Watford FC and subsequently the history and reflections of South West Herts itself, took over my life. If I had loitered nearby in retirement, I would have continued as a workaholic and would not be here today. France gave me a break and a new challenge and landscaping shed the pounds. I also left when Simpson and Ashton were beginning to hold sway, which, simply, was a good time to go.

I still follow the Hornets and watch them whenever they appear on television but when I look back, I maintain that apart from a brief unpleasant spell in the mid-1990s, I never had a Monday morning feeling. I loved my job and I loved to write. I look back with pride on a few articles, which I felt hit the spot with Watford fans. Away from football, I was also very pleased with the numerous Nostalgia books and supplements and the Centenary History of the club and Golden Boys. I was especially proud of that and perhaps my finest work as a researcher, the Sandringham Road VI saga.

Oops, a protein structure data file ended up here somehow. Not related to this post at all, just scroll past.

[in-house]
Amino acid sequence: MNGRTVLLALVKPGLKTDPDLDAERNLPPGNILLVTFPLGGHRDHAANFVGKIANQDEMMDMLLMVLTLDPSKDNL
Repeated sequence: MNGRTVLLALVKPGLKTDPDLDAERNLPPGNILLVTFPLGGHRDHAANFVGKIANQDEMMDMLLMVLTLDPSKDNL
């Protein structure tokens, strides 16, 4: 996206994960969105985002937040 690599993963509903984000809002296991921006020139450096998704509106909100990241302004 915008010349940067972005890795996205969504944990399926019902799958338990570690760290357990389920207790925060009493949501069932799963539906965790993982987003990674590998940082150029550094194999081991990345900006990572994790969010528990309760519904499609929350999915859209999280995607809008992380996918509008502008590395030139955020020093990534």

As for influences, I have to thank Mike Ward and Tony Cook – my first two sports editors; Malcolm Waller a doyen of this newspaper who is still alive in Bushey, and the former rival and then my editor, the late Ernie Fosterfor support and help. He was a special man. I also loved to read the old Guardian sportswriter Eric Todd and a Western writer Will Henry.

I had some great assistants on the sports desk, too numerous to name but the late Alan Lee, Mike Calvin, Malcolm Vallerius and Andrew French went on to greater things and a nod too and thanks to statistician Trefor Jones.